By Kaveh L Afrasiabi
Asia Times, Oct 14, 2010
Ahmadinejad called in his conversation with Saudi Arabia's King Abdullah for "closer coordination" between the countries to "create regional stability, especially in Lebanon", according to the Iranian press.
In light of King Abdullah's recent visit to Lebanon, reflecting a more proactive Saudi involvement in Lebanese affairs aimed atsustaining Lebanon's fragile internal peace, such diplomatic gestures by Ahmadinejad build confidence between Tehran and Riyadh as well as with other Arab capitals. This includes Cairo, which has taken a positive step in repairing ties with Iran by setting up an air link with Tehran.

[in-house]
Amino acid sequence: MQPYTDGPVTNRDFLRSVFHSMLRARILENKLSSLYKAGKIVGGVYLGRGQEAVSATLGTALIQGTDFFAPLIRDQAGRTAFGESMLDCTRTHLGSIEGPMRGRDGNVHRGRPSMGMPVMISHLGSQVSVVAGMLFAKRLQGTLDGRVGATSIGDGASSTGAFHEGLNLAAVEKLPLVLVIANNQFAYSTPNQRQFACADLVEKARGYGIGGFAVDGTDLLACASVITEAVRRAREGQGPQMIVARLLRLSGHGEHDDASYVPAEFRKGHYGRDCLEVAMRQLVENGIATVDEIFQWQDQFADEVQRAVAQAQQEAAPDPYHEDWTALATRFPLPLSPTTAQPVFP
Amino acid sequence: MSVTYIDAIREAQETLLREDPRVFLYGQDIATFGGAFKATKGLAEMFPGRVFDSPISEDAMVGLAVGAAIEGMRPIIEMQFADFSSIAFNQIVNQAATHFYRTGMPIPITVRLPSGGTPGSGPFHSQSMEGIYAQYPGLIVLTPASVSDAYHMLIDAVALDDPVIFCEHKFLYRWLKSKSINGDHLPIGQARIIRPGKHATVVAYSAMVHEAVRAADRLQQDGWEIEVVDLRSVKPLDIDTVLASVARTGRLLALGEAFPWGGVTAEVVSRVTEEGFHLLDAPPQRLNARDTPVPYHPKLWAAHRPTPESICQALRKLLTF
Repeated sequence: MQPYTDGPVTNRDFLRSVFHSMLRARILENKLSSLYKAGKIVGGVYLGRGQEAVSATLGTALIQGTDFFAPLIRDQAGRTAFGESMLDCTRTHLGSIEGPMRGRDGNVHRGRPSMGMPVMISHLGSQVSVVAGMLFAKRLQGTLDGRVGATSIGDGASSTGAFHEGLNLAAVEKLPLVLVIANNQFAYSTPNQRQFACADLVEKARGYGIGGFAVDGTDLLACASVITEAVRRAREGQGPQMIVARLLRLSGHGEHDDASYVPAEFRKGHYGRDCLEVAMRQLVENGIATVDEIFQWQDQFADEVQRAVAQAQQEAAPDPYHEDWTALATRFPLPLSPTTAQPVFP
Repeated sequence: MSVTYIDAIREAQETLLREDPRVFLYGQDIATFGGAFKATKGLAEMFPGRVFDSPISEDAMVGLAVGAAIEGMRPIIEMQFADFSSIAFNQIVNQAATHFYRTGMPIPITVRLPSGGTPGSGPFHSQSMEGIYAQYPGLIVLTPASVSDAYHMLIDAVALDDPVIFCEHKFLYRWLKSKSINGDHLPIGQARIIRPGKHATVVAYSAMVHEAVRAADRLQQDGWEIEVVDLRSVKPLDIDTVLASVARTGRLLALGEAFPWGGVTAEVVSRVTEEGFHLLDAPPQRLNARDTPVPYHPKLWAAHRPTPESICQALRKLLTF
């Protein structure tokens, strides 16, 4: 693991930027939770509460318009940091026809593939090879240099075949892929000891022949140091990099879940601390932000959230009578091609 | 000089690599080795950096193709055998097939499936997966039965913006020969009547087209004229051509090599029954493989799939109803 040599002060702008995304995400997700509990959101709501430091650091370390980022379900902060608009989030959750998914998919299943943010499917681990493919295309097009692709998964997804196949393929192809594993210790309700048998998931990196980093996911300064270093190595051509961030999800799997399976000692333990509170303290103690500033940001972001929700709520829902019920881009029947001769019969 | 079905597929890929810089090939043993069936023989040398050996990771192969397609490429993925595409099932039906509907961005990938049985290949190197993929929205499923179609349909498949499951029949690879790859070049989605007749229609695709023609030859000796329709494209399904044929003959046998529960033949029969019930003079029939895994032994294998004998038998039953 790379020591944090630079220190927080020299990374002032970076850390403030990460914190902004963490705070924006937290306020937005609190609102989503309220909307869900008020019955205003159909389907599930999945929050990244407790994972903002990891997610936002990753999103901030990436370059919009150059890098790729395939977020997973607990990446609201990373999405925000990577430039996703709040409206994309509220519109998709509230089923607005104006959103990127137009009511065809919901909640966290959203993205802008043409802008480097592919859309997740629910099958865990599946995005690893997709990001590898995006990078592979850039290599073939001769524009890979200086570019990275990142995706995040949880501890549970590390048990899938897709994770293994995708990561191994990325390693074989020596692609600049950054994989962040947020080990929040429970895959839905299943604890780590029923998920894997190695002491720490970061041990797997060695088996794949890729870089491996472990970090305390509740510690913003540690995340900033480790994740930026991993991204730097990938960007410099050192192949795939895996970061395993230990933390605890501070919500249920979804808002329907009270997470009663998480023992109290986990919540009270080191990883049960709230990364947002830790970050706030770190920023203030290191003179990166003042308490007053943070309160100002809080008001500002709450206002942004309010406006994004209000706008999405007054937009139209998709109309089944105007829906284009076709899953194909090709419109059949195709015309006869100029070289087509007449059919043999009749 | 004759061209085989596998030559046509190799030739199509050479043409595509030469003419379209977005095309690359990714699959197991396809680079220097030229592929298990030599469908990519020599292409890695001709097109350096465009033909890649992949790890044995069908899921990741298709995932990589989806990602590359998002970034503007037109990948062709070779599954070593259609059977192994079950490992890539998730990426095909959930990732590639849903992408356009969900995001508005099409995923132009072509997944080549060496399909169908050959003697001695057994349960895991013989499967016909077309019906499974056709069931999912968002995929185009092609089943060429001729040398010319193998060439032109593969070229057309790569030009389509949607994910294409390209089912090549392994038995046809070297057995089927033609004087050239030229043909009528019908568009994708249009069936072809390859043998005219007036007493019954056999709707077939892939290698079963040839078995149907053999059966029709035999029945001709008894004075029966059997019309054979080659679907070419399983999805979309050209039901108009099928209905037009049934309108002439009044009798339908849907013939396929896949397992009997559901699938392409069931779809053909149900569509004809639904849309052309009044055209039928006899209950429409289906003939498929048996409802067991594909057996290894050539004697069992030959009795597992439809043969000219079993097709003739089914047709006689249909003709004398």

Assuming Ahmadinejad's trip to Lebanon goes as planned and without any major hitches, it could go a long way in improving Iran's relations with the entire Arab world, which is somewhat weary of Tehran's politics of "sphere of influence" in Iraq and Lebanon, among other countries.
Iran's ambassador to Baghdad made it known in a recent meeting with Iraqi leaders that Tehran preferred the premiership of Nuri al-Maliki, a comment vilified in some Arab papers as tantamount to interference in Iraq's internal affairs. Maliki has been struggling since elections in March to form a government that would give him another term in power.
From Tehran's vantage point, the comment was a reminder of Iran's substantial influence in Iraq's dominant pro-Iran Shi'ite coalition - a fait accompli worthy of consideration by those pundits in the West who depict Iran as a "paper tiger". In contrast, some Arab pundits go to the other extreme and portray Iran as a "regional superpower".